Justin Trudeau could hardly have picked a worse day to publicly reinvent himself. Though that might not have been such a bad thing.
With Canada's not-terribly-stunning gold medal hockey win occurring mere hours after J-Tru's keynote address to the 2014 Liberal convention, the Grit leader's battle to control the weekend headlines was doomed to be a losing one. While the popularity of hockey in Canada has always been somewhat exaggerated (about half the country watched our gold medal win in 2010 -- which is really just another way of saying half the country didn't), few would deny that even on its worst day, the sport is still vastly more compelling than the liveliest political speech.
Which Justin's wasn't.
So pity Canada's poor political journalists who didn't get to enjoy the luxury of choice. They had to politely sit through Trudeau's entire 40-minute monologue on Saturday, no doubt fighting constant temptation to squeeze in a little shut-eye before our 7 a.m. finals with Sweden. Certainly not the only explanation for the crankiness of the ensuing reviews, but not a bad one, either.
The National Post's Jon Ivision didn't do much to hide his distaste for the JT sermon in a column unambiguously entitled "Trudeau faithful eat up his bland repast and ignore hints he may be cavalier with public debt."
The Liberal leader's keynote, says Jon, was "platitudinous, at times cloying" in tone, and revealed little of the man's priorities, other than he plans to "do many of the same things as Stephen Harper, but do them with a smile on his face," while simultaneously blowing untold piles of public cash on "massive new public works projects and no new tax hikes." (Hence the d-word.)
Postmedia syndicate columnist Michael Den Tandt concluded basically the same. On issues ranging from job training to international trade to oil, he writes, Justin's supposed differences with the Prime Minister more closely resemble a man wanting to "crank the volume ... to eleven" than a guy interested in toning anything down.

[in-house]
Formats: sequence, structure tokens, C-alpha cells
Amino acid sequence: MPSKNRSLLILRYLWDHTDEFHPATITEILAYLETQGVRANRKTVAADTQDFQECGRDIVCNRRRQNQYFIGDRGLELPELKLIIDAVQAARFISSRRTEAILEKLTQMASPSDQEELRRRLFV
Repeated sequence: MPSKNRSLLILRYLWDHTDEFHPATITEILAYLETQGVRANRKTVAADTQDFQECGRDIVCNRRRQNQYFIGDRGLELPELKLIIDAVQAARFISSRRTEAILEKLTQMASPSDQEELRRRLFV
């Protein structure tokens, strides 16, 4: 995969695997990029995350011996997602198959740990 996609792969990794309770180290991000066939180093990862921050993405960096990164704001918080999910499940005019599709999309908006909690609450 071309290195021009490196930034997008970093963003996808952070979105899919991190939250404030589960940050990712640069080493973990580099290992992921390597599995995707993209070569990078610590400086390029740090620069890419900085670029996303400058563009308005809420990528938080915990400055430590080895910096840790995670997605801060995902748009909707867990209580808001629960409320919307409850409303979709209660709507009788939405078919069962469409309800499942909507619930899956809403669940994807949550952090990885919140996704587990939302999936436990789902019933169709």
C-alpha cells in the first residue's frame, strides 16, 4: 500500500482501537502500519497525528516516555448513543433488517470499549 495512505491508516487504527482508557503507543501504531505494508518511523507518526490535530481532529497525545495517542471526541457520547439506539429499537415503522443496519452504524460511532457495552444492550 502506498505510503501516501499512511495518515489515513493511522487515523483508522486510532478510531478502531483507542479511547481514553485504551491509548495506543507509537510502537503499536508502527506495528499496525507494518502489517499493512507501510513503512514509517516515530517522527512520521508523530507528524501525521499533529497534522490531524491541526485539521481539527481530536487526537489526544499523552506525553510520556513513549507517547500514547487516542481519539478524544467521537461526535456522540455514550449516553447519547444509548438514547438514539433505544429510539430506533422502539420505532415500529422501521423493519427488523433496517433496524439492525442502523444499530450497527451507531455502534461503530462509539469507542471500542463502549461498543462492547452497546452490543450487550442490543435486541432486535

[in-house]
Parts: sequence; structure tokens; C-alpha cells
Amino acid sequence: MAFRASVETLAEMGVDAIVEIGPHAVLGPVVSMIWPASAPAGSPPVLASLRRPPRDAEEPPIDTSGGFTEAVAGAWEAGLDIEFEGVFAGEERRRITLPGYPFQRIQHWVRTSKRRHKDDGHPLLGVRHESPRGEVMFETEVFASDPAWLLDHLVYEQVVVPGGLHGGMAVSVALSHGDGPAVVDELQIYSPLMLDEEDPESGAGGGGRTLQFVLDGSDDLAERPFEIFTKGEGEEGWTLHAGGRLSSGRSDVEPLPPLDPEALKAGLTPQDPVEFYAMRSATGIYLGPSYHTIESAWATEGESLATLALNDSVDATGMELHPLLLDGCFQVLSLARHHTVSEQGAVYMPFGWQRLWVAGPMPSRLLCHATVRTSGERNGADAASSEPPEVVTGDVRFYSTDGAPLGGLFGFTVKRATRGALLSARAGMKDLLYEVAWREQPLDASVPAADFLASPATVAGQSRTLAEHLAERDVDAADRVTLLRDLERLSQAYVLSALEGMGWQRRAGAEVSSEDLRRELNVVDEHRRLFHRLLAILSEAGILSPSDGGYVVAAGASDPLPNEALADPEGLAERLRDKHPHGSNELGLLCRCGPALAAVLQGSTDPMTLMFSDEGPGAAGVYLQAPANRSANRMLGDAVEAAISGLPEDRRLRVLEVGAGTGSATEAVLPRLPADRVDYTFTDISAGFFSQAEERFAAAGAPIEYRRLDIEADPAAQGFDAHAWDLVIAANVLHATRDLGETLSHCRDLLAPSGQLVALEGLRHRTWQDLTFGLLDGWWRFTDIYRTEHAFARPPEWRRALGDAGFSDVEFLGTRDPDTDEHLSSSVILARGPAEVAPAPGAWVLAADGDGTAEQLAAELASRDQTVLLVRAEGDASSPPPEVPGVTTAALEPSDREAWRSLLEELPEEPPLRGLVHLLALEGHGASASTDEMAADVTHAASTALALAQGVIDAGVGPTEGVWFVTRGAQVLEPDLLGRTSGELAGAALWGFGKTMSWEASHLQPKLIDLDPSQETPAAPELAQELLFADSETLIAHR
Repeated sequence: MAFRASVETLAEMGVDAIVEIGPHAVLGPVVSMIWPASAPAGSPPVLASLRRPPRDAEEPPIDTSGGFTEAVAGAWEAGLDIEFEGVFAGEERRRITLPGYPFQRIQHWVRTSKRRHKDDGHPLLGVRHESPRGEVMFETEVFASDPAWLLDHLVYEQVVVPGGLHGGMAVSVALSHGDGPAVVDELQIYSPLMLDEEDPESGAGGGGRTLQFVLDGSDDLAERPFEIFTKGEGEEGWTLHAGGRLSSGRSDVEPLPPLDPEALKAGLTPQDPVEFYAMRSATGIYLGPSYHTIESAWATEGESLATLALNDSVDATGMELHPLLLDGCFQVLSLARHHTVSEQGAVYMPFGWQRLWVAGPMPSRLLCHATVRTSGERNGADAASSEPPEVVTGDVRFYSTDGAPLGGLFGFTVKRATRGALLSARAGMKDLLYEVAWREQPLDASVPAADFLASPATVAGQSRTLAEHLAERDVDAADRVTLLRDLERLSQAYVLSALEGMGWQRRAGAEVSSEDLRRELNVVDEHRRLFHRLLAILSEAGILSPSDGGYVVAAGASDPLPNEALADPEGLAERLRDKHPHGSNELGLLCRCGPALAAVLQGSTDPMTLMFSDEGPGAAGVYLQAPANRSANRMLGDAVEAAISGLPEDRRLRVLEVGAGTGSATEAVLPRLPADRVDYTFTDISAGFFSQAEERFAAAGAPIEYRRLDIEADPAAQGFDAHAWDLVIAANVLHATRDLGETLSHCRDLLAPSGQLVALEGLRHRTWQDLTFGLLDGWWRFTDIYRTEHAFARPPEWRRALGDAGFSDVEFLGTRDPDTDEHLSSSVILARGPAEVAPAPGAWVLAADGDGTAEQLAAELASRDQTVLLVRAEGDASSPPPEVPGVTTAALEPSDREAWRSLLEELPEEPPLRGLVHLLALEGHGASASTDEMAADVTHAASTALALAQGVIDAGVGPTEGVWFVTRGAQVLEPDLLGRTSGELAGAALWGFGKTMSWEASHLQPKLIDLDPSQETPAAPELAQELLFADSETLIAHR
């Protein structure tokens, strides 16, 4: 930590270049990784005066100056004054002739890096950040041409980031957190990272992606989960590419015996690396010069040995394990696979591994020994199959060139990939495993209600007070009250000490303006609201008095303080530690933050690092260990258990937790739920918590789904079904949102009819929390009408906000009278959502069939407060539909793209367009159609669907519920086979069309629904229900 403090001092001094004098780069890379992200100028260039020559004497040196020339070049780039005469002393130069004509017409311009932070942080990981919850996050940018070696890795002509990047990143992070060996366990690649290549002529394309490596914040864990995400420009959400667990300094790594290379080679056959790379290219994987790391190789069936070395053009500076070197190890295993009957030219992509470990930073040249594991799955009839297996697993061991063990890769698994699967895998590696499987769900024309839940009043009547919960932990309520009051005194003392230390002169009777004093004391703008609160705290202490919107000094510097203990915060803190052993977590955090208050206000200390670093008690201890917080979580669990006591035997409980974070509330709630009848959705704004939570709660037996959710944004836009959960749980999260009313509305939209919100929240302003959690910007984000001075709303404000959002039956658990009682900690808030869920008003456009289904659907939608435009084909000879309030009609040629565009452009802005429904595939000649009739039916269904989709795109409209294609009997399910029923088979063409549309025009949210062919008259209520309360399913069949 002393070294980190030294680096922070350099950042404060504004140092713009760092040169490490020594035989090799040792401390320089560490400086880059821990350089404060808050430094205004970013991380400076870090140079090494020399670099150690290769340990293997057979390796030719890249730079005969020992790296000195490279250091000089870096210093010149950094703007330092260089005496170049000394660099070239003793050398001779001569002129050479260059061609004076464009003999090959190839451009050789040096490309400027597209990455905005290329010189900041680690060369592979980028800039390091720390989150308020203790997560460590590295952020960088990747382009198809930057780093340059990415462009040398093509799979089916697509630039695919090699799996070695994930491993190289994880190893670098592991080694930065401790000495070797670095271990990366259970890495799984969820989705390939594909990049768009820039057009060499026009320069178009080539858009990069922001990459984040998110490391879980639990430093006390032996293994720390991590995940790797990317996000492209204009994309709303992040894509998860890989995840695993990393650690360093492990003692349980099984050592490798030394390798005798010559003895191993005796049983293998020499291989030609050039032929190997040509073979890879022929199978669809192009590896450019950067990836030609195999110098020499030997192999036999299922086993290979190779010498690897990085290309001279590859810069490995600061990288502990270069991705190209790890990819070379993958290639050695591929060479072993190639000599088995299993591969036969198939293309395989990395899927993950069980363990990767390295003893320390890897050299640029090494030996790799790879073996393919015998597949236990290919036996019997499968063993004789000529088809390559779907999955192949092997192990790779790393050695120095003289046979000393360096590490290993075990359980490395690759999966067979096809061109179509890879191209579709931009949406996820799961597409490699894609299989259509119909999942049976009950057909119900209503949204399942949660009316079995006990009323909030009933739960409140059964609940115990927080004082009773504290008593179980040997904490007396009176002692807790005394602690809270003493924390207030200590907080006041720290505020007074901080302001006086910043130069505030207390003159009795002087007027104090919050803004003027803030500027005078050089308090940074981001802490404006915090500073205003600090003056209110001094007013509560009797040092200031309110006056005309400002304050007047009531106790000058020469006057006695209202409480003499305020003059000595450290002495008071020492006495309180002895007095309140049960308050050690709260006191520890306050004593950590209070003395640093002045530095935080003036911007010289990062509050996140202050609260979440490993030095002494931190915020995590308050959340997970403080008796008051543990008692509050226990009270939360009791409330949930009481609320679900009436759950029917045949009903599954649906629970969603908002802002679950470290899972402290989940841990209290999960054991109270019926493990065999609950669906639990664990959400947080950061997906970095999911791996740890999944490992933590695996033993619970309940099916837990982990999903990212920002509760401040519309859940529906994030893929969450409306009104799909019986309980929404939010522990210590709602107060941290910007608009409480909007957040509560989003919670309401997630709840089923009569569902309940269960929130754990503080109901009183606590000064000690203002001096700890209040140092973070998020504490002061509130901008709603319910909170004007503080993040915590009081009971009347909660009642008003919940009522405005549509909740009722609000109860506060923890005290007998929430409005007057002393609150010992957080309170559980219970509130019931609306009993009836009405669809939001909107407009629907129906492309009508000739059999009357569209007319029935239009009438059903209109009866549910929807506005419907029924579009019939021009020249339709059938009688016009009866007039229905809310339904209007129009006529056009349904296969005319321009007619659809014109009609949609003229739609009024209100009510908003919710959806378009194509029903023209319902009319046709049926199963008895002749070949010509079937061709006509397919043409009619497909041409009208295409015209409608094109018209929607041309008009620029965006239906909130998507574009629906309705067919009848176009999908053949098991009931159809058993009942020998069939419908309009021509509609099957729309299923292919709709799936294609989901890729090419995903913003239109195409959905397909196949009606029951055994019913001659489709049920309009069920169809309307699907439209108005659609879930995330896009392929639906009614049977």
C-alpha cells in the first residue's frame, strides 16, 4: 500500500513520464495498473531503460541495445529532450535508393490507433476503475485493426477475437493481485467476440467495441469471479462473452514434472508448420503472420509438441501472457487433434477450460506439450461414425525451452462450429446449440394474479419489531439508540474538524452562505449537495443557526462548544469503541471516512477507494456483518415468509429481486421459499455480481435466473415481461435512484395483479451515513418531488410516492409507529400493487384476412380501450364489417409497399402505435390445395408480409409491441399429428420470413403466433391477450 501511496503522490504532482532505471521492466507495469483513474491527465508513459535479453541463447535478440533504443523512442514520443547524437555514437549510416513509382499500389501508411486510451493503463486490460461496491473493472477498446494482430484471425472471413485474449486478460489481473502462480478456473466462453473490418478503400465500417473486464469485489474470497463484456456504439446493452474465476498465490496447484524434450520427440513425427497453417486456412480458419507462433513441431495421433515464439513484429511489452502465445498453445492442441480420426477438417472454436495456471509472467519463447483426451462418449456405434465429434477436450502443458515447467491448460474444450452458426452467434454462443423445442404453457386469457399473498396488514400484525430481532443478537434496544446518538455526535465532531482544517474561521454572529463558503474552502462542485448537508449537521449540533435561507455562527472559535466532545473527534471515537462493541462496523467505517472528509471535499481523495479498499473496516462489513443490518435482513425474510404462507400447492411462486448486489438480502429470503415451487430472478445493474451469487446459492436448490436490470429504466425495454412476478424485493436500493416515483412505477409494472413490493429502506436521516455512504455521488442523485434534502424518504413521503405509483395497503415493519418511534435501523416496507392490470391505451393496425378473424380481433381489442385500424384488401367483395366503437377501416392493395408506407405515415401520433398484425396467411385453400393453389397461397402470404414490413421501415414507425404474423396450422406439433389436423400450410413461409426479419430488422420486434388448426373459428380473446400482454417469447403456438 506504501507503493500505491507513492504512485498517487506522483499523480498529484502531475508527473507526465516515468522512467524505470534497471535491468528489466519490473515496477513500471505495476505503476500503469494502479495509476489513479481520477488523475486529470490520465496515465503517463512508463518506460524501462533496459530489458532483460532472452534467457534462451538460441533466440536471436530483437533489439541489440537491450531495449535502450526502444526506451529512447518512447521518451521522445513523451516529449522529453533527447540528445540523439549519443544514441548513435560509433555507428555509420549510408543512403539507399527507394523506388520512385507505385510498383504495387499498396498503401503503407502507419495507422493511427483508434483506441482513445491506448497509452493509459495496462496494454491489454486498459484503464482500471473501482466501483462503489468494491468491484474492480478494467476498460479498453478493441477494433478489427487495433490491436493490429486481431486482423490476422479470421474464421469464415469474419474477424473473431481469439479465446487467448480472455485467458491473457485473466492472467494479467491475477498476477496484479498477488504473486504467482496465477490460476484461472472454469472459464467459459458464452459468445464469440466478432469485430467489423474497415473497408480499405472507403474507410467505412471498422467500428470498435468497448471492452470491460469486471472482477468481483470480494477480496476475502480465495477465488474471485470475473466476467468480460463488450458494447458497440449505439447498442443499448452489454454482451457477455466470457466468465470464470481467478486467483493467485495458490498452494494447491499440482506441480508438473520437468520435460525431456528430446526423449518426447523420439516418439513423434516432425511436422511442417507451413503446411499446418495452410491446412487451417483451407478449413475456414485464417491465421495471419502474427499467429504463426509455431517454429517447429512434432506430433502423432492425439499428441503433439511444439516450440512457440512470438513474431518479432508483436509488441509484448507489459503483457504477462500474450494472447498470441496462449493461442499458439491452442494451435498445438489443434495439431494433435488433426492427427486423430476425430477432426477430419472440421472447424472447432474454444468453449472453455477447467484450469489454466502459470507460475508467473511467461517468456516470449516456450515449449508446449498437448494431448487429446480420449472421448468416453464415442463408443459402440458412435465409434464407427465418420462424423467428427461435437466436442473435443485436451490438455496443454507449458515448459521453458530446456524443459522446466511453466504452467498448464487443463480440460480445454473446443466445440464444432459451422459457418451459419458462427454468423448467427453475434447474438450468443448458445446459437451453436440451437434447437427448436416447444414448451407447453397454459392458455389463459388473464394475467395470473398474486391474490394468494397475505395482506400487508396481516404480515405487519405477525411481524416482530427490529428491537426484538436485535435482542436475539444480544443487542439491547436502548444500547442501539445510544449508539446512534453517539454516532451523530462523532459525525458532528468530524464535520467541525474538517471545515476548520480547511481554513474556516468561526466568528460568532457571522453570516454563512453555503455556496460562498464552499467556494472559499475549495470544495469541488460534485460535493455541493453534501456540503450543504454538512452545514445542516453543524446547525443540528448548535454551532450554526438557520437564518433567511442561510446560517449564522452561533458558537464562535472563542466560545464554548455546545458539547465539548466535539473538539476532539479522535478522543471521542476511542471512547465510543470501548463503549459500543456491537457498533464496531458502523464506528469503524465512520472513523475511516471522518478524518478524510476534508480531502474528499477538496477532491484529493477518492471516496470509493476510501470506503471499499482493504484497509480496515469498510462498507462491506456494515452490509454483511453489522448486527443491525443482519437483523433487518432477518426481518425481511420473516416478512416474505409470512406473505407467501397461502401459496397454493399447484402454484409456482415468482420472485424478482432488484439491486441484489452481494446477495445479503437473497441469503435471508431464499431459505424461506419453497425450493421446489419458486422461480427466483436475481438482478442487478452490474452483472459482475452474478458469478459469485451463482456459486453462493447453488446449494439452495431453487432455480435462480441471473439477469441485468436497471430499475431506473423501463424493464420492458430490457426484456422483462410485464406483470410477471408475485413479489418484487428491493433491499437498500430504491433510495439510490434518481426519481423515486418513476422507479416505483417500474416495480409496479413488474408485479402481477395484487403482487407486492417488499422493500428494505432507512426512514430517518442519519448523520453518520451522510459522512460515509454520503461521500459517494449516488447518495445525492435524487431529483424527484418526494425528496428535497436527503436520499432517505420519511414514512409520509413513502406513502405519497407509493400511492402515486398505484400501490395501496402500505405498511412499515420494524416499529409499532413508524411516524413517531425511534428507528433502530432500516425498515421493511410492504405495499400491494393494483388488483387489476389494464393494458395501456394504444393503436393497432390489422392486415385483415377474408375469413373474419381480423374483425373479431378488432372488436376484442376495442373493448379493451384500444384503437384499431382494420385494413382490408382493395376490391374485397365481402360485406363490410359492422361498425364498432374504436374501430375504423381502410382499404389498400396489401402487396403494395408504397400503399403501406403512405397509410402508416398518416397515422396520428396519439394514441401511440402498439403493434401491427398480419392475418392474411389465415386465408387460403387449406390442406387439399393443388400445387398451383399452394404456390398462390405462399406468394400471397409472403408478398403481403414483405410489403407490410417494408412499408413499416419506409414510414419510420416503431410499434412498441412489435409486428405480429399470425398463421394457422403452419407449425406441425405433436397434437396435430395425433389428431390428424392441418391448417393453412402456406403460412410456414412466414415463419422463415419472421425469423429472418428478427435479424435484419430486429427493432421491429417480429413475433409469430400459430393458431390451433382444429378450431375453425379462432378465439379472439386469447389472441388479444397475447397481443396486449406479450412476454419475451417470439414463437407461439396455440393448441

Except when it comes to curbing spending. On that Trudeau seems perfectly willing to twist the knob to whisper, since over the weekend his party repeatedly reaffirmed that "a grand national strategy, followed by a grand national spending program, is the solution to all problems great and small." AKA: "a party for which balanced budgets were once a sine qua non, now places itself to the fiscal left of a party that has not managed a surplus since 2008." Out-lefting the Conservatives on fiscal policy. Welcome to Canadian politics circa 2014.
Anyway, Justin's gotta be careful about this kinda stuff, agrees the normally sympathetic Tim Harper at the Toronto Star. After all, "in the absence of a specific economic policy, his opponents will now paint him as a big spender who will take this country back into deep deficit" -- and, er, we didn't get a specific economic policy.
'Course, if J-Tru is narrowing the differences between himself and Harper, it doesn't automatically follow that that's a bad thing, counters Paul Wells in Maclean's. Harper's won three back-to-back elections, lest we forget, so presumably any Liberal path to power has to involve some element of the strategy Paul appetizingly describes as "peeling the party base off the leader."